Cinebench: OpenGL: 8.25 fps; CPU: 97
CrystalDiskMark: 190 MBps (read); 118 MBps (write)
Atto: 286 MBps (read, 256mb); 125 MBps (write, 256mb)
Sisoft Sandra (KPT): 2.57
Windows Experience Index: 4.5
The overall performance of the GBox is a tale of two halves. We were disappointed by the poor showing of the UHD 600 graphics subsystem, something that can be attributed to the pre-production status of the review model, as well as the fact that the tests were run at 4K which taxed the GPU quite heavily.
Compute performance was reasonably good, higher than the previous Apollo Lake devices based on the N3450 CPU, and on par with the popular J3455 processor. The N4100 that powers the GBox has a slightly more powerful sibling, the J4105, which has a higher TDP (10W) and costs the same – and would be a better candidate for this machine. As expected, there’s no trace of any bloatware here.
There’s plenty of competition for the Chuwi GBox, and these rivals are cheaper as well!
The Alfawise T1 Mini has the same set of hardware with an additional front microphone that is Cortana compatible, and it runs with 64GB eMMC 5.0 storage, plus it has a flat top which makes it great as a potential stand. That device retails for $199.99 (£155). The Beelink S2 is a clone of the Alfawise T1 Mini and sells for the same price.
Even cheaper is the Beelink AP34 Pro. At $180 (£140), it has an Apollo Lake CPU so is likely to take a performance hit. However, with four USB 3.0 ports, two HDMI connectors, 6GB of RAM (likely to be in dual-channel mode), and an external antenna, it might be a better choice for those looking for features rather than pure grunt. Even more wallet-friendly still is the similarly configured Beelink M1 which swaps one HDMI port for a VGA connector, and comes without the antenna.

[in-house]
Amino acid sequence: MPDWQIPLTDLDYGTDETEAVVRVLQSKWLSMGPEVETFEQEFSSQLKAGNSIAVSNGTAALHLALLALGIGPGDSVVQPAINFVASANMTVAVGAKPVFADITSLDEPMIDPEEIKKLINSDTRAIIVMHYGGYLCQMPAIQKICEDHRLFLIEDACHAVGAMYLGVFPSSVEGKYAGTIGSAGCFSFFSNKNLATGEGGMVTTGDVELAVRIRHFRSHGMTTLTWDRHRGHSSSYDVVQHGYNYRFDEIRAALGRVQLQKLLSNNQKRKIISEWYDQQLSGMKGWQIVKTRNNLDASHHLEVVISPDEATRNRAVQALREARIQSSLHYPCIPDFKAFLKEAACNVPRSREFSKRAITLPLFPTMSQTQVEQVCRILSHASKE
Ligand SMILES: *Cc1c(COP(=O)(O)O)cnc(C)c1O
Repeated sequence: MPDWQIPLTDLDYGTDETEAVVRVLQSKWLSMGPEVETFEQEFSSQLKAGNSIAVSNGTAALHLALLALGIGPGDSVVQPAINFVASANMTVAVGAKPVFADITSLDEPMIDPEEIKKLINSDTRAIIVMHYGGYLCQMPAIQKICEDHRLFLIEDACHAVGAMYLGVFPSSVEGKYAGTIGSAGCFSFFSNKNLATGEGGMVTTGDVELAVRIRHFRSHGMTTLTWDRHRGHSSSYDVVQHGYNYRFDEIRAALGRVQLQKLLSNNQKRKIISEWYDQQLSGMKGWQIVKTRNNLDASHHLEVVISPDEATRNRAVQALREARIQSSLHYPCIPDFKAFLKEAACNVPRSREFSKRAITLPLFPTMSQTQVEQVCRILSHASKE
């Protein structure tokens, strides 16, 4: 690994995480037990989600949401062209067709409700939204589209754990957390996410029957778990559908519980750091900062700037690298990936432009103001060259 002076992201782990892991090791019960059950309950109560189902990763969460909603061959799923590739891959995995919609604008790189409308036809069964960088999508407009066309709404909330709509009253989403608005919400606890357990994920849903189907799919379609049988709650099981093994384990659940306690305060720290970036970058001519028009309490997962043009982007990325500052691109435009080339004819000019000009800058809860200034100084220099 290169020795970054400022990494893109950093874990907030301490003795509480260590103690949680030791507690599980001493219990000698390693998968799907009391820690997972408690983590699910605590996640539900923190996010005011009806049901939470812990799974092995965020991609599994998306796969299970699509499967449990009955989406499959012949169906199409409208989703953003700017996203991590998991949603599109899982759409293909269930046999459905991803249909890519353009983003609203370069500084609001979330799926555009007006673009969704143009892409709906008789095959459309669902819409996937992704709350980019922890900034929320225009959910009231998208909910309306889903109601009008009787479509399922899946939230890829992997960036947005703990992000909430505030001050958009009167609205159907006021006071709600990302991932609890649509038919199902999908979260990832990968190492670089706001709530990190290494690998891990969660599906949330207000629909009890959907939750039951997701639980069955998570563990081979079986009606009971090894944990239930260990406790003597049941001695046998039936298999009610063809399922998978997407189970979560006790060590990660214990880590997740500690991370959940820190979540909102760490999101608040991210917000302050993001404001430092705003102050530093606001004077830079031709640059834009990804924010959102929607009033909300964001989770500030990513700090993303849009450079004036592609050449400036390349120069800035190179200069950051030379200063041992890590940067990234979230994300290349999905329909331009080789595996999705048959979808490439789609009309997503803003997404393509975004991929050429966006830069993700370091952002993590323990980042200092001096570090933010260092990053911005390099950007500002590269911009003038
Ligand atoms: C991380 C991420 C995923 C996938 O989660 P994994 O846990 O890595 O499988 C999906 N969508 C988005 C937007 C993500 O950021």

Last but not least, we have the AcePC AK1 which is powered by the J3455 processor, and that makes it almost as powerful as the N4100 – but for a far cheaper outlay. It even features a USB Type-C connector as well as a slot for a 2.5-inch hard disk drive.
Should businesses buy the GBox?
In its current form, we find it hard to recommend the GBox for businesses. There are a few other rivals out there that sport better hardware and are slightly more affordable, or perhaps even more temptingly, slightly worse hardware for a much cheaper price tag.
That said, this device’s VGA port will appeal to those looking for a solution that can extend the useful life of legacy display devices like XGA projectors or monitors.
Here are a couple of things Chuwi should consider improving for the next iteration of this micro PC. The manufacturer could make the GBox’s top flat and sturdier, so that you could place a monitor on top of it (think Apple TV 1st generation or the older Apple Mac mini).
Also, it would be nice to have a stand so that the device can be placed on its side, which is great for space-constrained desks. It’s also worth exploring the possibility of swapping the N4100 CPU for a J4105, since both cost the same. The latter has a much higher base frequency for both its CPU and GPU which will translate into better all-round performance.
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Désiré has been musing and writing about technology during a career spanning four decades. He dabbled in website builders and web hosting when DHTML and frames were in vogue and started narrating about the impact of technology on society just before the start of the Y2K hysteria at the turn of the last millennium.